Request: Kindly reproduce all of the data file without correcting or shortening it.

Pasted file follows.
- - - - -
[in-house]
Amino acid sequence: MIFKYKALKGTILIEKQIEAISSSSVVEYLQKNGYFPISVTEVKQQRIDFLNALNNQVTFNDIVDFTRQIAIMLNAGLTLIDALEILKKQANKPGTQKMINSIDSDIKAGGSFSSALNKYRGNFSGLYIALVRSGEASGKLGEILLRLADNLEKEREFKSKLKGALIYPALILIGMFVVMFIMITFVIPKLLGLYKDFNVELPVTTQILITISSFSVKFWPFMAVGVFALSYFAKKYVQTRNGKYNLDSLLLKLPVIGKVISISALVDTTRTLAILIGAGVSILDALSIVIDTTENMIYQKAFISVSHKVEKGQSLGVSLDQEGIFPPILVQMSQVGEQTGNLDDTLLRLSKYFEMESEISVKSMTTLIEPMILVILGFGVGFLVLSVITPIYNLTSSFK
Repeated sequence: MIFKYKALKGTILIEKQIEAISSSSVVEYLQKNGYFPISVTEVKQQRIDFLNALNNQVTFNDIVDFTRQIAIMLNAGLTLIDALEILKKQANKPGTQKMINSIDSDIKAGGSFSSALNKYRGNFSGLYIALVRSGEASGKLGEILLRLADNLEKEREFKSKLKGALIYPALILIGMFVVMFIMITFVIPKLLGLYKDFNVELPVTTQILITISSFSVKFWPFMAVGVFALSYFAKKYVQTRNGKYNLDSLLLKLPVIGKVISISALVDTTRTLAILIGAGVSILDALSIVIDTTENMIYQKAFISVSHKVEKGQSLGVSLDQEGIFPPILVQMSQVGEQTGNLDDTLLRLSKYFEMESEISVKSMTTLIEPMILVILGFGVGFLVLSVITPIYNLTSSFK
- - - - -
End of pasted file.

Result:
[in-house]
Amino acid sequence: MIFKYKALKGTILIEKQIEAISSSSVVEYLQKNGYFPISVTEVKQQRIDFLNALNNQVTFNDIVDFTRQIAIMLNAGLTLIDALEILKKQANKPGTQKMINSIDSDIKAGGSFSSALNKYRGNFSGLYIALVRSGEASGKLGEILLRLADNLEKEREFKSKLKGALIYPALILIGMFVVMFIMITFVIPKLLGLYKDFNVELPVTTQILITISSFSVKFWPFMAVGVFALSYFAKKYVQTRNGKYNLDSLLLKLPVIGKVISISALVDTTRTLAILIGAGVSILDALSIVIDTTENMIYQKAFISVSHKVEKGQSLGVSLDQEGIFPPILVQMSQVGEQTGNLDDTLLRLSKYFEMESEISVKSMTTLIEPMILVILGFGVGFLVLSVITPIYNLTSSFK
Repeated sequence: MIFKYKALKGTILIEKQIEAISSSSVVEYLQKNGYFPISVTEVKQQRIDFLNALNNQVTFNDIVDFTRQIAIMLNAGLTLIDALEILKKQANKPGTQKMINSIDSDIKAGGSFSSALNKYRGNFSGLYIALVRSGEASGKLGEILLRLADNLEKEREFKSKLKGALIYPALILIGMFVVMFIMITFVIPKLLGLYKDFNVELPVTTQILITISSFSVKFWPFMAVGVFALSYFAKKYVQTRNGKYNLDSLLLKLPVIGKVISISALVDTTRTLAILIGAGVSILDALSIVIDTTENMIYQKAFISVSHKVEKGQSLGVSLDQEGIFPPILVQMSQVGEQTGNLDDTLLRLSKYFEMESEISVKSMTTLIEPMILVILGFGVGFLVLSVITPIYNLTSSFK